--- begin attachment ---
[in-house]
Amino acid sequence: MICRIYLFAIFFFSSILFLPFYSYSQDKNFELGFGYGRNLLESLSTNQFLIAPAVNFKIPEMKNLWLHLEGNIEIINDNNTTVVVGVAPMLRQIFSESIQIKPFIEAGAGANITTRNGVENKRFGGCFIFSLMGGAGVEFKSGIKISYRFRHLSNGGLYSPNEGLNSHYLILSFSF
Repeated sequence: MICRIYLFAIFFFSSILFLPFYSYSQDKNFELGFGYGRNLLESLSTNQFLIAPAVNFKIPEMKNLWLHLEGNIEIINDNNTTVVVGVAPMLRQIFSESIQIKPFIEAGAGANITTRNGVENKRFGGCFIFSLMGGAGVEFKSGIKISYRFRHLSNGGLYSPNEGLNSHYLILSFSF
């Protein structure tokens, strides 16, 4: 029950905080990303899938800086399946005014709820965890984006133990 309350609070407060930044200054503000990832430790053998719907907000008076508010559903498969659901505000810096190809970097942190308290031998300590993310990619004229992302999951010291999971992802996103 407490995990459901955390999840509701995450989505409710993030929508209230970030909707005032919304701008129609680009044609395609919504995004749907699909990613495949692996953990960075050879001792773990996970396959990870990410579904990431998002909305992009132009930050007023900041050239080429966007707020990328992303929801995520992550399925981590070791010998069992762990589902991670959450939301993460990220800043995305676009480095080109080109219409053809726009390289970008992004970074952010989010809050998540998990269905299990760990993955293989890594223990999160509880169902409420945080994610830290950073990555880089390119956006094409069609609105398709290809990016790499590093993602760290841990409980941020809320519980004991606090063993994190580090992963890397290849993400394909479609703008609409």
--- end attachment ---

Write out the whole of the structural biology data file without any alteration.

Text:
[in-house]
Amino acid sequence: MICRIYLFAIFFFSSILFLPFYSYSQDKNFELGFGYGRNLLESLSTNQFLIAPAVNFKIPEMKNLWLHLEGNIEIINDNNTTVVVGVAPMLRQIFSESIQIKPFIEAGAGANITTRNGVENKRFGGCFIFSLMGGAGVEFKSGIKISYRFRHLSNGGLYSPNEGLNSHYLILSFSF
Repeated sequence: MICRIYLFAIFFFSSILFLPFYSYSQDKNFELGFGYGRNLLESLSTNQFLIAPAVNFKIPEMKNLWLHLEGNIEIINDNNTTVVVGVAPMLRQIFSESIQIKPFIEAGAGANITTRNGVENKRFGGCFIFSLMGGAGVEFKSGIKISYRFRHLSNGGLYSPNEGLNSHYLILSFSF
């Protein structure tokens, strides 16, 4: 029950905080990303899938800086399946005014709820965890984006133990 309350609070407060930044200054503000990832430790053998719907907000008076508010559903498969659901505000810096190809970097942190308290031998300590993310990619004229992302999951010291999971992802996103 407490995990459901955390999840509701995450989505409710993030929508209230970030909707005032919304701008129609680009044609395609919504995004749907699909990613495949692996953990960075050879001792773990996970396959990870990410579904990431998002909305992009132009930050007023900041050239080429966007707020990328992303929801995520992550399925981590070791010998069992762990589902991670959450939301993460990220800043995305676009480095080109080109219409053809726009390289970008992004970074952010989010809050998540998990269905299990760990993955293989890594223990999160509880169902409420945080994610830290950073990555880089390119956006094409069609609105398709290809990016790499590093993602760290841990409980941020809320519980004991606090063993994190580090992963890397290849993400394909479609703008609409």